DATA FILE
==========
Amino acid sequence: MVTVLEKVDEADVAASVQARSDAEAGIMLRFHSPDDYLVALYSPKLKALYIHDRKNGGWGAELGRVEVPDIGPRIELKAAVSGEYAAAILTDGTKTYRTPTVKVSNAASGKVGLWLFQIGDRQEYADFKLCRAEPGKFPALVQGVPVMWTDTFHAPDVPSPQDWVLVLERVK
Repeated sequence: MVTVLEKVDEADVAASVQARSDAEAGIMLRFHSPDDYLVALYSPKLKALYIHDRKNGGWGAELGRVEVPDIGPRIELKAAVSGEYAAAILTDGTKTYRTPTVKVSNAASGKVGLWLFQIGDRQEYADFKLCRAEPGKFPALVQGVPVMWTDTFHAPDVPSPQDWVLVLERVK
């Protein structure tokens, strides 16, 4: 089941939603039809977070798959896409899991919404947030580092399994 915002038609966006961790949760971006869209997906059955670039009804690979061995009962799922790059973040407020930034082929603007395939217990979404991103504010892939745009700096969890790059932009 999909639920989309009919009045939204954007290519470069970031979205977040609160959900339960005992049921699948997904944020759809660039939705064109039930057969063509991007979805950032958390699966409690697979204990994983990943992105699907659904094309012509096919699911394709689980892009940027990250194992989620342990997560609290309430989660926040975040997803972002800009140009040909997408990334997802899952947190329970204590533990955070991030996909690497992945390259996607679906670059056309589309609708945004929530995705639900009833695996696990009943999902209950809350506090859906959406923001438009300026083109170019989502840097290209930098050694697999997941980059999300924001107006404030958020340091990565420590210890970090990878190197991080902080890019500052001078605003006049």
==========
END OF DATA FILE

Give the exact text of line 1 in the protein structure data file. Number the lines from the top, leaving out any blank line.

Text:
Amino acid sequence: MVTVLEKVDEADVAASVQARSDAEAGIMLRFHSPDDYLVALYSPKLKALYIHDRKNGGWGAELGRVEVPDIGPRIELKAAVSGEYAAAILTDGTKTYRTPTVKVSNAASGKVGLWLFQIGDRQEYADFKLCRAEPGKFPALVQGVPVMWTDTFHAPDVPSPQDWVLVLERVK